Tinkov is backing Mikhail Ignatiev, the 2004 Olympic Gold medallist in the Points Race, to win the 28.5-kilometre time trial.

    "We are very strong," Tinkov confirmed Thursday morning before stage 18 to Cyclingnews. He is satisfied with his team's performance in this year's Giro d'Italia, which includes a stage win by Pavel Brutt in Contursi Terme.

    "'Misha' Ignatiev tried yesterday. He did his best and he can now concentrate on the last day; I want him to win the time trial. I am sure he is going to win, I don't see any rivals for him. All the guys from the classification are going to be tired. He should win."

    In addition to Brutt's win, Team Tinkoff had some near-misses. "Brutt's win was an emotional day – we had taken our stage," Tinkov continued as the rain fell down. "We were not so lucky – Trusov was third and Kiryienka was two-times second – especially when Trusov was third, he could have won. However, we met our objective with a stage and we can dream of the next one." He insisted, "the last one."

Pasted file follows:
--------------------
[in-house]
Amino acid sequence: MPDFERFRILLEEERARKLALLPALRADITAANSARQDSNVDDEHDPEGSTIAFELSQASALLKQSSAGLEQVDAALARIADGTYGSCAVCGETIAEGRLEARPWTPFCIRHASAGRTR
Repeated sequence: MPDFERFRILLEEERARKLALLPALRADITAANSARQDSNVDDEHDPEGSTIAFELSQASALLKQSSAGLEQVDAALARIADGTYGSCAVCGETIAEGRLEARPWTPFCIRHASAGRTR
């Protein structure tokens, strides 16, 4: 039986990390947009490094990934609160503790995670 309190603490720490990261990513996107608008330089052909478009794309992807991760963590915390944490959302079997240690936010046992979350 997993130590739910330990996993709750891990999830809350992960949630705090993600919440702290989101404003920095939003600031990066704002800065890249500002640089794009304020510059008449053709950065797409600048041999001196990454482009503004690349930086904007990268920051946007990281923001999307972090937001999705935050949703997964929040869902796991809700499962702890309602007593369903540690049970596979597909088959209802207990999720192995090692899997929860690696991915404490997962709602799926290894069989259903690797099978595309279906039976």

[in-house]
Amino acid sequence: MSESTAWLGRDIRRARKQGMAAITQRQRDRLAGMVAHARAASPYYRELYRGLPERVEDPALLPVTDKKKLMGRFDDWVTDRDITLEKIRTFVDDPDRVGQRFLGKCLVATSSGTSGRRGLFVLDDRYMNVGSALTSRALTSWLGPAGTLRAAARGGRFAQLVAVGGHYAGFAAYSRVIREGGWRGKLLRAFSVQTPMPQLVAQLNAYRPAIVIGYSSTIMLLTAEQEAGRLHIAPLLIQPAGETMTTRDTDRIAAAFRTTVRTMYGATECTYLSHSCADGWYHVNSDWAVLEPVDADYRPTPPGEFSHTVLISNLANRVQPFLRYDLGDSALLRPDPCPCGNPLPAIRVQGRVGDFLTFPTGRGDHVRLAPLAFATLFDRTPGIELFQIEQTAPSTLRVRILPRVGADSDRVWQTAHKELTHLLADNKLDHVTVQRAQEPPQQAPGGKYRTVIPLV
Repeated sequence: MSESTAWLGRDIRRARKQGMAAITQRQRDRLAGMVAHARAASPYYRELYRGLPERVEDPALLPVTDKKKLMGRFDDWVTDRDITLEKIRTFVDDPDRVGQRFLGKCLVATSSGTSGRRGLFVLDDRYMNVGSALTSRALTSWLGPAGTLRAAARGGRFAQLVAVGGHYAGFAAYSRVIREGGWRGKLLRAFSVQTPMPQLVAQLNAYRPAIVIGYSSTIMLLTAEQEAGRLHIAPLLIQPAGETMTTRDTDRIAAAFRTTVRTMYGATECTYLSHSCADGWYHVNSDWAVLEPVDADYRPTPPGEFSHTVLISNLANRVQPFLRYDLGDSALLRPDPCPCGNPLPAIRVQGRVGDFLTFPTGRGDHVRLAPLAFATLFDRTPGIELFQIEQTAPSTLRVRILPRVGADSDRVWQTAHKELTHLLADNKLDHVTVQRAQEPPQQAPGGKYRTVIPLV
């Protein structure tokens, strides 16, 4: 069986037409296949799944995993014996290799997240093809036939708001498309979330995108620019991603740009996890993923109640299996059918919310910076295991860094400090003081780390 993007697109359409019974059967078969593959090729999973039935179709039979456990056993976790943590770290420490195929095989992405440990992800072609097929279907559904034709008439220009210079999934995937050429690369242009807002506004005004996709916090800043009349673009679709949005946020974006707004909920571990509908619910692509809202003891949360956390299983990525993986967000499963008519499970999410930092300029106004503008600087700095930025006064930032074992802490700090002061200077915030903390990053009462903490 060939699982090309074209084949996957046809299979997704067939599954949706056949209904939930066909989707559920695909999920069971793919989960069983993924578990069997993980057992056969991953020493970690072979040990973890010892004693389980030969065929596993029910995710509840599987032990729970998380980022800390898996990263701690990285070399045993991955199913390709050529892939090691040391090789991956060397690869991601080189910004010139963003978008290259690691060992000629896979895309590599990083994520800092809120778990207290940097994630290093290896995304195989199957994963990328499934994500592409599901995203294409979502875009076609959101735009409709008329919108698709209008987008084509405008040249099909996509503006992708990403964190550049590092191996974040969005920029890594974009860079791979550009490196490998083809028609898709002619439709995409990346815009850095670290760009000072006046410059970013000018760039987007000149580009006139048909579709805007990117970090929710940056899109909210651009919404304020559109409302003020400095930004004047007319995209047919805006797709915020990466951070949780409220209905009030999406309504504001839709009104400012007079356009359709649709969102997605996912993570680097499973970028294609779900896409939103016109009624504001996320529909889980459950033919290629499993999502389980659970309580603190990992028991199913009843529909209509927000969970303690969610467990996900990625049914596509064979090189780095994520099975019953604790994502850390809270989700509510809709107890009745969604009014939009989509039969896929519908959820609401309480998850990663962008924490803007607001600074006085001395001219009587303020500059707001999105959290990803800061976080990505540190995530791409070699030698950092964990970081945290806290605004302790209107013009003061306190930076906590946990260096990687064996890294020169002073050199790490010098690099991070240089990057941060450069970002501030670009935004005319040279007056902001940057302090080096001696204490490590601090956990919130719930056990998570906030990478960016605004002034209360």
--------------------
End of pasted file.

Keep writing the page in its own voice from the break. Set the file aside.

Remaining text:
Tinkov and team general manger, Stefano Feltrin, are riding part of every stage. "Our objective is to do 2,000 kilometres," Tinkov stated. "We have covered 1,600 kilometres now, so I think we are going to make 2,000 kilometres. On the stage to Carpi we did the whole stage – the flat stage. Today, we will do about 100, just riding straight to Varese."

  • Possoni details Giro's never-before used Monte Pora

    Best young rider Morris Possoni
    Article published:
    May 30, 2008, 0:00 BST
    By:
    Cycling News

    By Gregor Brown in Varese The Corsa Rosa will climb the Monte Pora for the first time in its history...

    By Gregor Brown in Varese

    The Corsa Rosa will climb the Monte Pora for the first time in its history this Friday with the 228-kilometre stage from Legnano. The stage is the first of two final decisive stages, and High Road's Morris Possoni believes attacks will need to come immediately from the favourites if they are to make a difference.